Thursday, 29 October 2015

the end is the beginning pt.2

The evening of October 1st was much anticipated by the coordinators of the church: event. We spent significant time thinking and praying through the vision, building a team around gifting and passion, as well as promoting it among the church family at Cartsbridge.

Our central idea was clear from the start. We would use these evenings to create SPACE: space for community, creativity, worship and teaching. We believed we needed to provide an event that would allow busy people to encounter God, experience community, become equipped to live as Jesus' followers and as a result, leave to engage more effectively with their world. Furthermore we sensed strongly that people in our fellowship shared the vision and were eager for something like this to take place.

The two weeks leading up to the event involved serious planning of the programme. The whole of Sunday afternoon involved us setting up the church in a way that reflected our core values. The response from the church family that evening was nothing short of staggering. Around 200 people turned up for church:! We had those from their earliest days to their senior years in attendance and this made for a special atmosphere in the building.

To capture the essence of what took place I mention our four central principles.

We wanted to make it clear that although the programme started around 6.30pm we would invite people to come for coffee and cookies at 6.15pm. There was a real buzz in the building people chatted to those they didn't know very well. Equally at the end of the evening people stayed behind and lots of conversations took place.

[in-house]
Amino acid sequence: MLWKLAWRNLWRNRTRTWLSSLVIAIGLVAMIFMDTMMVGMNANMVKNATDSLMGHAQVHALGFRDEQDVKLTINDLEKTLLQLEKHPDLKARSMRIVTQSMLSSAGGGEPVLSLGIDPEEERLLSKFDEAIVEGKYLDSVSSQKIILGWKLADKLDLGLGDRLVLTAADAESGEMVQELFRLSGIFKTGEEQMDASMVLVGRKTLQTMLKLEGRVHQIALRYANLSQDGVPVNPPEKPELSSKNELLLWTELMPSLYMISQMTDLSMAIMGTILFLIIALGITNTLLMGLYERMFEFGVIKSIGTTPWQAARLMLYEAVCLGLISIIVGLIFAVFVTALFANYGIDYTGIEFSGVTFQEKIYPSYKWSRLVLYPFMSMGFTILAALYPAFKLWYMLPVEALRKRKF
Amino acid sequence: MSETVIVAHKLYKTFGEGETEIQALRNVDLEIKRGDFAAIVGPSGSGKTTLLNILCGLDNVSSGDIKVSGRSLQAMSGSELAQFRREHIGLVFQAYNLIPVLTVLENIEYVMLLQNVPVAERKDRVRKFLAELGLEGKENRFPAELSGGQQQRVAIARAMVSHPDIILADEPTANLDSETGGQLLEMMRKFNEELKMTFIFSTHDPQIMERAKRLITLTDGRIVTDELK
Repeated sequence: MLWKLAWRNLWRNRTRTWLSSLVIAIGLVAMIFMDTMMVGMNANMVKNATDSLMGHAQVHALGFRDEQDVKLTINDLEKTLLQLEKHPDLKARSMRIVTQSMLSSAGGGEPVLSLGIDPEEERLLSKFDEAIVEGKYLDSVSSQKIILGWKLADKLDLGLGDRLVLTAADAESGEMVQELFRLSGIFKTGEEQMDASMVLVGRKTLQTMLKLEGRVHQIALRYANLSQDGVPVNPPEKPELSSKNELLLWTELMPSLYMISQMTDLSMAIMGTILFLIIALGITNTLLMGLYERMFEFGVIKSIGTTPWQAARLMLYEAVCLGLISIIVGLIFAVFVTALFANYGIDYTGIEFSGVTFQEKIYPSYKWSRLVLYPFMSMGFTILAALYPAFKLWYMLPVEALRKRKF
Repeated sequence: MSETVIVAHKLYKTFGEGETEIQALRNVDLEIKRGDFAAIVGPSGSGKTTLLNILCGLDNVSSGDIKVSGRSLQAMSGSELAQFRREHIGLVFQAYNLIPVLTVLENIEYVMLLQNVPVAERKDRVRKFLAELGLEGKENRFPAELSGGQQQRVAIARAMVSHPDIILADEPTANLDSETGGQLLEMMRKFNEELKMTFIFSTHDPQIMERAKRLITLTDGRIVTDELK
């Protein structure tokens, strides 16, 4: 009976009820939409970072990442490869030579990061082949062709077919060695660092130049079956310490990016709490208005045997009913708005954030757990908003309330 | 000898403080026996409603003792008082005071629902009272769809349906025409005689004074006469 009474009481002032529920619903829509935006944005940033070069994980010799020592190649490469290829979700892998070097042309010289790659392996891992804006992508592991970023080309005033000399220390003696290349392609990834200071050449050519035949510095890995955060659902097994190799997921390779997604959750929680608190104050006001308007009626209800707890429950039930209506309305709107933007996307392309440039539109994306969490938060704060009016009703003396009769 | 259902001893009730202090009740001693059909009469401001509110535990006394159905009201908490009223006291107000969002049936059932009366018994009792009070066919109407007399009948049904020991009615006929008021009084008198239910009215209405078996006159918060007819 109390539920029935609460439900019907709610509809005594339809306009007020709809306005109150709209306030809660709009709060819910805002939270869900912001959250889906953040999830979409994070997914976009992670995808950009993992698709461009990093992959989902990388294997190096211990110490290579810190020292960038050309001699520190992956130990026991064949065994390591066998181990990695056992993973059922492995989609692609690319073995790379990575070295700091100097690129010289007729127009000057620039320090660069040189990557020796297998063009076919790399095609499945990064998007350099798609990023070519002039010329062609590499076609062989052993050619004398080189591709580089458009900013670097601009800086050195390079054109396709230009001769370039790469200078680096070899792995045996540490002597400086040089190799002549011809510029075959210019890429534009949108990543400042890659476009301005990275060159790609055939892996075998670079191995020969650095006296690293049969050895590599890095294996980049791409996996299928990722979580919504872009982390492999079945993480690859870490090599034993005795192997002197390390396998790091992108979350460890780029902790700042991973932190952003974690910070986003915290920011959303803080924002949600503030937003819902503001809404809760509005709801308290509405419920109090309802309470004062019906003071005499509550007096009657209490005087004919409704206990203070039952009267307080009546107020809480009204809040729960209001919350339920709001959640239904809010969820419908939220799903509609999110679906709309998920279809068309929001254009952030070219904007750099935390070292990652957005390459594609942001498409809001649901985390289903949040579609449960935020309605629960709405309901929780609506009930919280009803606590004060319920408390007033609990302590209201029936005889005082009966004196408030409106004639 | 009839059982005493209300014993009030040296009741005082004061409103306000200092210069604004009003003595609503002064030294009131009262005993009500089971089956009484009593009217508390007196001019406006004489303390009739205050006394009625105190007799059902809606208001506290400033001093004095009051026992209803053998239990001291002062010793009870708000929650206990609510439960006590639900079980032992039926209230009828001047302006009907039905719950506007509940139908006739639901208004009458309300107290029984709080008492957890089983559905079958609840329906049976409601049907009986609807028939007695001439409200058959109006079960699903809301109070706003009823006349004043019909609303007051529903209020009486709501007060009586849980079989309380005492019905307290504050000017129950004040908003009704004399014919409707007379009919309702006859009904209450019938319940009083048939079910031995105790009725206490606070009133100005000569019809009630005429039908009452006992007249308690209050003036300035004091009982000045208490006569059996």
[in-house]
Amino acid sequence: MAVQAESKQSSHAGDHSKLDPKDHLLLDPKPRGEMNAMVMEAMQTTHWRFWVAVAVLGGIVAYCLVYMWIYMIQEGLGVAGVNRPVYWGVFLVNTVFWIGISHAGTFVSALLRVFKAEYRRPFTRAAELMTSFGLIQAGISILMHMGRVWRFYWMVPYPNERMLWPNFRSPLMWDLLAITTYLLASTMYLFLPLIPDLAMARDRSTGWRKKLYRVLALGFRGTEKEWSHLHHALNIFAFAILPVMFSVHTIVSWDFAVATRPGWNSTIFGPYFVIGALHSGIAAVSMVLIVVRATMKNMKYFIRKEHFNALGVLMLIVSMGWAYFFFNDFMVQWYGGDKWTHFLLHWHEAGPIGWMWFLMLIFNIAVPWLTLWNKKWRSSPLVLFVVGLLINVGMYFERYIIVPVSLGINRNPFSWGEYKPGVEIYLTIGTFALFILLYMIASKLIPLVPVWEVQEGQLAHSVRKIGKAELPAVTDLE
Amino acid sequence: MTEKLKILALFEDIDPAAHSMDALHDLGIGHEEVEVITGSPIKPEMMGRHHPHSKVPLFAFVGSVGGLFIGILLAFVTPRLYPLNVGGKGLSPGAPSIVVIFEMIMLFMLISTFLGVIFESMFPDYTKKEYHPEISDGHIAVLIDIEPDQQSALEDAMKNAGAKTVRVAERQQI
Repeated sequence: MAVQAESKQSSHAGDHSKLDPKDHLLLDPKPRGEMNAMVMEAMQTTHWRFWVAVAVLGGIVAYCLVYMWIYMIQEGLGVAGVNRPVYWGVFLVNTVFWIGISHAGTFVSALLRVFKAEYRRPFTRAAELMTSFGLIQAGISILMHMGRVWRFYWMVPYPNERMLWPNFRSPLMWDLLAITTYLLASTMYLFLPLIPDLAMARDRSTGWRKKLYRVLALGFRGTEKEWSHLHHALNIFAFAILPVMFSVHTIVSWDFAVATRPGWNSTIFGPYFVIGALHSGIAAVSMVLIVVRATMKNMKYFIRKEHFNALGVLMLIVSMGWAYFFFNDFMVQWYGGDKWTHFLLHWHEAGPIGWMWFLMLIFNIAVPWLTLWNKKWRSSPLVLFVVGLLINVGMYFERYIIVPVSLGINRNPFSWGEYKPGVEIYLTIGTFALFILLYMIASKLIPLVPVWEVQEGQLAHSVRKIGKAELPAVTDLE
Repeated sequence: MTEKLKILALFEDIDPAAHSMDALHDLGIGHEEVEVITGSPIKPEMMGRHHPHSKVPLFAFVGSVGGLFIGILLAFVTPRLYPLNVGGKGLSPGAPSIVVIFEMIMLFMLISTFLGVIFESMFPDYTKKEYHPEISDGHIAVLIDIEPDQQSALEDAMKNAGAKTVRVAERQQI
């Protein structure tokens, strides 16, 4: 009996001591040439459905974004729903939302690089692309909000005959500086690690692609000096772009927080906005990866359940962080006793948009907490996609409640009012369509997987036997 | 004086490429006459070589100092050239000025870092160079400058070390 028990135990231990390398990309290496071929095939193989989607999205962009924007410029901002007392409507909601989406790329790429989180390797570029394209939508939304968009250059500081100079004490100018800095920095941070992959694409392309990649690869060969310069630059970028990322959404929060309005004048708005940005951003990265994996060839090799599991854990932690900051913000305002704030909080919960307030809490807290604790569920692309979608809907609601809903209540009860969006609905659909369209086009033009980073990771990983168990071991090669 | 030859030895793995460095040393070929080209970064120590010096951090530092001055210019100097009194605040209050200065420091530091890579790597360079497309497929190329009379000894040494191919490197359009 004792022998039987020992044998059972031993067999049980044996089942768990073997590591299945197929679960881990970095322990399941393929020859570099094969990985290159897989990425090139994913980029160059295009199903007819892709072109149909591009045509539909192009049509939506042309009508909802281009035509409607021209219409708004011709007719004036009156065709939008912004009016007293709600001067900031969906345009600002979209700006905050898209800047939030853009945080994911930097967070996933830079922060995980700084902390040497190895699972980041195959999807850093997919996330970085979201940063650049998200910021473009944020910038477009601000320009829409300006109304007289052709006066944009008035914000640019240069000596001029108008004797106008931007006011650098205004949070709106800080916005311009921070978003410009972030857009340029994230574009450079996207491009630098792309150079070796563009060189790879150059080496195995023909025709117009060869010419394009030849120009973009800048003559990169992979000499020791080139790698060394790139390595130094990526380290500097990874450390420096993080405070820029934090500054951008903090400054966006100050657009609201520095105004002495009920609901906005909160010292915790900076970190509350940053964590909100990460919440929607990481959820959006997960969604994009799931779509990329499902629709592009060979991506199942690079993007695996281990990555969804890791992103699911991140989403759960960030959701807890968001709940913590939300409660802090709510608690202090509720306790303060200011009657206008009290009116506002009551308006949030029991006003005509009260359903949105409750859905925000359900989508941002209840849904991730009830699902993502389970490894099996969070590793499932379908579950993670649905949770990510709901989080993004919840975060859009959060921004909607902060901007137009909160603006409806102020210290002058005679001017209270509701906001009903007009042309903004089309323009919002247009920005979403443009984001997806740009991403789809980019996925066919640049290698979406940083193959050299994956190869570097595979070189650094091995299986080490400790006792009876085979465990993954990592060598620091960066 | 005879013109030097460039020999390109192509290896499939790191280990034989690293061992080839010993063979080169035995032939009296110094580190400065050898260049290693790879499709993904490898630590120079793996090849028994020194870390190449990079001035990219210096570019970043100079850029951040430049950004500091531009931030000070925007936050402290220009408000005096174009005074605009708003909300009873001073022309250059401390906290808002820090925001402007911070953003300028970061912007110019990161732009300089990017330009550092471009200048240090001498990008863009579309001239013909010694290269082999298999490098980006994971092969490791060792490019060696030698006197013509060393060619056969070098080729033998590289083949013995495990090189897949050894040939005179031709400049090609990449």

The people who hosted church: spent considerable time planning the first section. There was clever use of video, good interaction with the church family and a fun activity that engaged people and drew them into what was taking place. This provided a good platform on which to build the rest of the evening.

A number of people commented that the presence of God was evident as we worshipped him through carefully chosen songs. Once again our desire was to give space and freedom to enable the lyrics of songs to cause an upward response to God in devotion, praise and renewed commitment.

The overall theme for the teaching was 'Indescribable' and our desire was to explore the greatness of God and his presence in the lives of his people.

Our bible base is found in Exodus 15:11